After following the road leading away from the abandoned village we came upon a rocky gate. Signs of an estate!
It was another quarter mile by road or brush before a mansion came into view.
We entered the mansion through the kitchen. Every drawer and cabinet was open and half full of condiments or plastic. Pieces of a deteriorating map lay strewn over the kitchen island along side a Smithsonian magazine dated 2000. So I guess we can assume that every one cleared out about 16 years ago. But based on furniture, appliances and decorative themes throughout, I'm going to guess that they showed up in the late 1960's/early 1970's.
A propane tank for Motor Yacht "B_____"
Just off the kitchen: A turquoise study with wicker light shades and book shelf cubby.
Upstairs we found the children's room and master bedroom. Both had a lot of books.
Master sun room with oil paints on the window sill.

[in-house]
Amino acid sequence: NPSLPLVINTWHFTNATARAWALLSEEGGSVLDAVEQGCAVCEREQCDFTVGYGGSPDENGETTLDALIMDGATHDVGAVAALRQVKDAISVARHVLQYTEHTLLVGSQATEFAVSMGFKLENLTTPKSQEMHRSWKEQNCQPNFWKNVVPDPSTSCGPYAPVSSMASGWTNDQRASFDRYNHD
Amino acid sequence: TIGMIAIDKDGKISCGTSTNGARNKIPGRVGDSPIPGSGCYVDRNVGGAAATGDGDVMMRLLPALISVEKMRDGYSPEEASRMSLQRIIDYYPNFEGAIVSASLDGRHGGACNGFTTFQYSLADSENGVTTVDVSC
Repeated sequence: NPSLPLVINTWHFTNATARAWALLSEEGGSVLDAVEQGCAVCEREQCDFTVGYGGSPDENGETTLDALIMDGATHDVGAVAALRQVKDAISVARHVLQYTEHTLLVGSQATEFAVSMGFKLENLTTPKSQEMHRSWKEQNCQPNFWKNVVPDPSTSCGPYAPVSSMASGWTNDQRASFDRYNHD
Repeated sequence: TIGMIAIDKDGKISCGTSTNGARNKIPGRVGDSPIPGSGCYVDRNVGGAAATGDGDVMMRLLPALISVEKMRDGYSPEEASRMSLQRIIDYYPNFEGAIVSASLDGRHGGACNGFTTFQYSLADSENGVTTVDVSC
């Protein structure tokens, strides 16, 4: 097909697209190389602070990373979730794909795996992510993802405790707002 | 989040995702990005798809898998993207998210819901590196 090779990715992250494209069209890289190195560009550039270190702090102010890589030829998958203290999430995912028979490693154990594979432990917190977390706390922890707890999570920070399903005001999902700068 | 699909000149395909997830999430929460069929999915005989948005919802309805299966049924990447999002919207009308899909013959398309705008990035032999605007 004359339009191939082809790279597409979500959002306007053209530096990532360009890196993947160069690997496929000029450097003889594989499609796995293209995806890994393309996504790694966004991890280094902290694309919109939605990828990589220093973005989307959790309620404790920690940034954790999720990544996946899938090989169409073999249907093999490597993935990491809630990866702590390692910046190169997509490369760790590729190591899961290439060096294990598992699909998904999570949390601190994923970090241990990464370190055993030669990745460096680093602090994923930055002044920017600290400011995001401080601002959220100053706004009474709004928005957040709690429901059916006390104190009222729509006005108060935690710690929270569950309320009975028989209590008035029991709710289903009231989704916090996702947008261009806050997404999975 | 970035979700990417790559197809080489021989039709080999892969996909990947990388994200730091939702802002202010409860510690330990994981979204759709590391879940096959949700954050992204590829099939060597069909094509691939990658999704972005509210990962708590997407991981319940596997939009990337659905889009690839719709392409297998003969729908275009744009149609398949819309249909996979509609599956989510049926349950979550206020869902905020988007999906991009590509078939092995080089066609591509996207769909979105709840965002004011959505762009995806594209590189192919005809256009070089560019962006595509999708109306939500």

The master patio, with wooden stairs leading to the roof.
AJ shook a coconut from a tree while he was up there.
Stairs in the master bedroom descend into a large bar/music/entertainment room, allowing masters of the house to make a grand entrance.
The entertainment room lead to a patio room that lead to the pool.
The magnificent pool.
AJ carries his coconut.
I think we could all get used to this view.
Behind the bar/patio rooms is a work-out/play room.
They didn't keep the Vita Master!?
There are two downstairs bedrooms,
that open into a courtyard!
I've always wanted a courtyard.
We walked about a mile and a half back to the dinghy an hour before sunset.
There were no real clues on the property about who built the mansion or why they left. However, some internet research yielded half of the answer. Standard oil man Francis Francis bought the island, named it "Bird Cay", and built the mansion as a private retreat in the 1940's. Guests of the mansion included Belgium's King Leopold III, The Duke of Windsor, Rock Hudson, David Niven, Marlene Dietrich, and Greta Garbo. The 250 acre island is now for sale for 9 million dollars.